Growing your own vegetable garden generates more than just produce. When you plant your own vegetable patch, you will reap economic, physical and mental health benefits as well as the peace of mind of knowing exactly where your food comes from and what you have put into it and on it. You can also harvest an array of heirloom and exotic vegetables with flavors not available in any local store.
Gardening provides strength training, cardiovascular exercise, stretching, stress release and healthy food, all without the expense of a gym, says Sandra Mason, an educator with the University of Illinois Extension Service. In fact, gardening actually pays you back economically: According to research by the National Gardening Association, the average backyard garden generates a profit of $500 per year. Intensive gardening methods can easily yield produce valued at several times that amount.
Vegetable gardens can serve many different functions, each of which yields unique benefits. Choosing heirloom, exotic, or rare vegetable varieties can produce slightly lower harvest volumes of gourmet fare that cannot be found at local stores. Specialty gardens can grow ingredients for your favorite recipes, such as pesto, ratatouille, or dill pickles. A garden planted with an eye toward green in your bank account might focus on vegetables with the greatest economic return or feature potatoes, cabbages and other winter storage crops.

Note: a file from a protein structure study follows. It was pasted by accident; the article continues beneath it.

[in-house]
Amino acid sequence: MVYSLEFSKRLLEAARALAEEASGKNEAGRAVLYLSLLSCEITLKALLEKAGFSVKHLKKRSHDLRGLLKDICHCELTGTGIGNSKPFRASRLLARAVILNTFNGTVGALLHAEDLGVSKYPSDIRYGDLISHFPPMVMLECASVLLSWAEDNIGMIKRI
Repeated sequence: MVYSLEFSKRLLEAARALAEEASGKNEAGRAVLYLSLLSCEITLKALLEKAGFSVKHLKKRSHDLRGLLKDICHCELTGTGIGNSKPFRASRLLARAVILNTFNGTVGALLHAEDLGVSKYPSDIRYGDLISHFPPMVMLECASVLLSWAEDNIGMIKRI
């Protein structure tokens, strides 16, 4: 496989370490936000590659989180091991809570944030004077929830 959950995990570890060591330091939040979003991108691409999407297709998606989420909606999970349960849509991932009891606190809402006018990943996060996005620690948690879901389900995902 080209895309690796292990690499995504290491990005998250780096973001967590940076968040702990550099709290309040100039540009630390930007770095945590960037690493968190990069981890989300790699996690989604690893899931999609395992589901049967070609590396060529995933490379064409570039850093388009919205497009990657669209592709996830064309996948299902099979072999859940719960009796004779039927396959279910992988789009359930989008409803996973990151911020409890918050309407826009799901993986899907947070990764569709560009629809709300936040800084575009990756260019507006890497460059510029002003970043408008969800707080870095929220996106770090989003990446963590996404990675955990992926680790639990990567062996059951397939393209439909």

Container gardens produce personal-sized salads from a window box or a sack of potatoes from a half whiskey barrel, and bring the benefit of gardening to apartment-dwellers or those who can't tend a large garden plot. Raised beds combined with intensive gardening methods and vertical trellising generate maximum yields and a dazzling variety of vegetables using minimum ground space. Traditional flat-ground garden rows allow for swift hoeing or use of motorized tillers for efficient larger-scale production.
Bigger gardens do not necessarily yield the most benefits--especially for gardeners too harried to keep up with a garden larger than they can handle. Start small to get the maximum stress relief out of your garden, and add to it only as your garden skills and comfort-level grow. Even the tiniest garden--perhaps a cherry tomato plant in a container surrounded by colorful lettuce and basil plants--yields rich rewards in taste and satisfaction.
Limiting your garden to a rigid time-frame from Memorial Day to Labor Day can diminish the benefits and detract from the rewards. Think of gardening as a year-round hobby, with some tending and some harvesting done nearly every week. In cold climes, move your garden indoors in winter with microgreens on a windowsill or hardy crops in a cold frame or hoop house. Think ahead to plant crops you'll eat three to six months from planting time and soon you'll experience the benefit of grocery shopping from your own vegetable garden.